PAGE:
Page images

Perfections; in himself was all his state,
More solemn than the tedious pomp that waits
On princes, when their rich retinue long
Of horses led, and grooms besmear'd with

Dazzles the croud, and sets them all a gape.
Nearer his presence Adam though not aw'd,
Yet with submis approach and reverence meck,
As to a superior nature, bowing low,

Thus said. Native of Heav'n, for other place
None can than Heav'n such glorious shape

Since by descending from the thrones above,
Those happy places thou hast deign'd a while
To want, and honour these, vouchsafe with


Two only, who yet by sov'reign gift possess
This spacious ground, in yonder shady bower
To rest, and what the garden choicest bears
To sit and taste, till this meridian heat
Be over, and the sun more cool decline.

Whom thus th' angelic Virtue answer'd


Adam, I therefore came, nor art thou such
Created, or such place hast here to dwell,
As may not oft invite, though Spirits

To visit thee; lead on then where thy bower
O'ershades; for these mid-hours, till evening

I have at will. So to the sylvan lodge
They came, that like Pomona's arbour smil'd
With flow'rets deck'd and fragrant smells; but

Undeck'd save with herself, more lovely fair Than Wood-Nymph, or the fairest Goddess feign'd

Of three that in mount Ida naked strove, Stood to entertain her guest from Heav'n; no veil


(Whose praise be ever sung) to man in part
Spiritual, may of purest Spirits be found
No ingrateful food and food alike those pure
Intelligential substances require,

As doth your rational; and both contain
Within them every lower faculty

Of sense, whereby they hear, see, smell, touch,

Tasting concoct, digest, assimilate,
And corporeal to incorporeal turn.
For know, whatever was created, needs
To be sustain'd and fed; of elements
The grosser feeds the purer, earth the sea,
Earth and the sea feed air, the air those fires
of Ethereal, and as lowest first the moon ;

Whence in her visage, round thos spots, un-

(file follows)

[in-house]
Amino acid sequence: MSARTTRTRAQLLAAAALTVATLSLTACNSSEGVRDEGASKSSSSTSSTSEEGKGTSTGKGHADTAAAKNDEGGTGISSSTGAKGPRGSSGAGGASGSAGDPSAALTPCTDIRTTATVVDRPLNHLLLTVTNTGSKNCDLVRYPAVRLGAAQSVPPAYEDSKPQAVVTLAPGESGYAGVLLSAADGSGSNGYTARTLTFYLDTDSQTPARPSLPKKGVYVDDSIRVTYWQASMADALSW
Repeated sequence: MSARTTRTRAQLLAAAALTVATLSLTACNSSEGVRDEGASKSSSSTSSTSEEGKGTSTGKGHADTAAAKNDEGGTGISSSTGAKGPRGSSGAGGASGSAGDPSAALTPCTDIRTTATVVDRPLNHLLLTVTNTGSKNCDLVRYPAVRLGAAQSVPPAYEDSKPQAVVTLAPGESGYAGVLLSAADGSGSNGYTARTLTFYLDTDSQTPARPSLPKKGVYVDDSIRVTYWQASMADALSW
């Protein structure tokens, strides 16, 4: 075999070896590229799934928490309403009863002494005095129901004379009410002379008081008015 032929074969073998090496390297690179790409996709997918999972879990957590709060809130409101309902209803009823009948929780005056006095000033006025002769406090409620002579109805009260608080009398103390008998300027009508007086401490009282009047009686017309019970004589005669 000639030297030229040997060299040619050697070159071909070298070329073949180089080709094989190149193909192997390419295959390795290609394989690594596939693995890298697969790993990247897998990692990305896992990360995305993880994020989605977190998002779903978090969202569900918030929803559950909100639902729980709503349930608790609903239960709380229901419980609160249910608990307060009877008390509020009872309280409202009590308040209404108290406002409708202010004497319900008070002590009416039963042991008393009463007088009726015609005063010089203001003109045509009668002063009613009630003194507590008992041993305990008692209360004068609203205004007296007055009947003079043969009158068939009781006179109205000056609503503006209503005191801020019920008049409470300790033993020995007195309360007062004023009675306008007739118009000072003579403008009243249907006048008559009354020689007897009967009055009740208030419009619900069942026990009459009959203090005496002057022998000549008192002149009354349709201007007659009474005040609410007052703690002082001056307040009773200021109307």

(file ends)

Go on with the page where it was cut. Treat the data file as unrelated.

Vapours not yet into her substance turn'd.
Nor doth the moon no nourishment exhale
From her moist continent to higher orbs.
The sun, that light imparts to all, receives
From all his alimental recompense
In humid exhalations, and at even

Sups with the ocean. Though in Heav'n the

[blocks in formation]

All perfect good, unmeasur'd out, descends,
To us for food and for delight hath caus'd
The earth to yield; unsavoury food perhaps
To spiritual natures; only this I know,
That one celestial Father gives to all.

To whom the Angel. Therefore what he

Of life ambrosial fruitage bear, and vines
Yield nectar; though from off the boughs
each morn

She needed, virtue proof; no thought infirm
Alter'd her cheek. On whom the Angel hail
Bestow'd, the holy salutation us'd
Long after to blest Mary, second Eve.

We brush mellifluous dews, and find the
Cover'd with pearly grain: yet God hath here
Varied his bounty so with new delights,
As may compare with Heaven; and to taste
Think not I shall be nice.
So down they sat,
And to their viands fell; nor seemingly

Hail Mother of Maukind, whose fruitful

Shall fill the world more numerous with thy The Angel, nor in mist, the common gloss
Of Theologians; But with keen dispatch


Than with these various fruits the trees of Of real hunger, and concoctive heat


Have heap'd this table. Rais'd of grassy turf
Their table was, and mossy seats had round,
And on her ample square from side to side
All autumn pil'd, though spring and autumn
Danc'd hand in hand. A while discourse they

No fear lest dinner cool; when thus began

To transubstantiate: what redounds, tran-
Through spirits with ease; nor wonder; if by

Of sooty coal th' empyric alchemist
Can turn, or holds it possible to turn,
Metals of drossiest ore to perfect gold
As from the mine. Mean while at table Eve
Minister'd naked, and their flowing cups

With pleasant liquors crown'd: O innocence
Deserving Paradise! if ever, then,

Then had the son of God excuse to have been
Enamour'd at that sight; but in those hearts
Love unlibidinous reigu'd, nor jealousy
Was understood, the injur'd lover's Hell.

Thus when with meats and drinks they had

Not burden'd nature, sudden mind arose
In Adam, not to let th' occasion pass
Giv'n him by this great conference to know
Of things above his world, and of their being
Who dwell in Heav'n, whose excellence he saw
Transcend his own so far, whose radiant forms
Divine effulgence, whose high pow'r so far
Exceeded buman, and his wary speech
Thus to th' empyreal minister he fram'd.

Inhabitant with God, now know I well
Thy favour, in this honour done to Man,
Under whose lowly roof thou hast vouchsaf'd
To enter, and these earthly fruits to taste,
Food not of Angels, yet accepted so,